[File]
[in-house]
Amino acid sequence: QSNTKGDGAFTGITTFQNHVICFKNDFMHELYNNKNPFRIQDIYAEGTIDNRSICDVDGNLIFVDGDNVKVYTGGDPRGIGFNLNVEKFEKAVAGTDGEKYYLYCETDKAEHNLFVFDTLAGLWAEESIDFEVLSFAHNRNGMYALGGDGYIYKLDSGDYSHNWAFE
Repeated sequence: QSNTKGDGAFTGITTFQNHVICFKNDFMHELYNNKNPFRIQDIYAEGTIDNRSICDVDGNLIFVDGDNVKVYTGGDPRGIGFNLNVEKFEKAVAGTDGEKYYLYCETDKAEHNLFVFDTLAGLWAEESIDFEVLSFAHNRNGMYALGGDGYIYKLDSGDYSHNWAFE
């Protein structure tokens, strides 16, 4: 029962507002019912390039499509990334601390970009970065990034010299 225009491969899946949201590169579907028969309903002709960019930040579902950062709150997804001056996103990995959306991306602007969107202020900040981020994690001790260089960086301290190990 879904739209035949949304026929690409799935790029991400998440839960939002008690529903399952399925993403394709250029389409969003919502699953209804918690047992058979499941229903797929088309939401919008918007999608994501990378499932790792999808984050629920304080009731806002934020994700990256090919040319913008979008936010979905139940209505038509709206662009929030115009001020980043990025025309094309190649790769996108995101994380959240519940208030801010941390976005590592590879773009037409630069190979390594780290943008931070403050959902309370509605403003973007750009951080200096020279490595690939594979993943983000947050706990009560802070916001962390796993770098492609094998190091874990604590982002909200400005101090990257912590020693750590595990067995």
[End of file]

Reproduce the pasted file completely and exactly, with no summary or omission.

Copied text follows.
[in-house]
Amino acid sequence: QSNTKGDGAFTGITTFQNHVICFKNDFMHELYNNKNPFRIQDIYAEGTIDNRSICDVDGNLIFVDGDNVKVYTGGDPRGIGFNLNVEKFEKAVAGTDGEKYYLYCETDKAEHNLFVFDTLAGLWAEESIDFEVLSFAHNRNGMYALGGDGYIYKLDSGDYSHNWAFE
Repeated sequence: QSNTKGDGAFTGITTFQNHVICFKNDFMHELYNNKNPFRIQDIYAEGTIDNRSICDVDGNLIFVDGDNVKVYTGGDPRGIGFNLNVEKFEKAVAGTDGEKYYLYCETDKAEHNLFVFDTLAGLWAEESIDFEVLSFAHNRNGMYALGGDGYIYKLDSGDYSHNWAFE
């Protein structure tokens, strides 16, 4: 029962507002019912390039499509990334601390970009970065990034010299 225009491969899946949201590169579907028969309903002709960019930040579902950062709150997804001056996103990995959306991306602007969107202020900040981020994690001790260089960086301290190990 879904739209035949949304026929690409799935790029991400998440839960939002008690529903399952399925993403394709250029389409969003919502699953209804918690047992058979499941229903797929088309939401919008918007999608994501990378499932790792999808984050629920304080009731806002934020994700990256090919040319913008979008936010979905139940209505038509709206662009929030115009001020980043990025025309094309190649790769996108995101994380959240519940208030801010941390976005590592590879773009037409630069190979390594780290943008931070403050959902309370509605403003973007750009951080200096020279490595690939594979993943983000947050706990009560802070916001962390796993770098492609094998190091874990604590982002909200400005101090990257912590020693750590595990067995």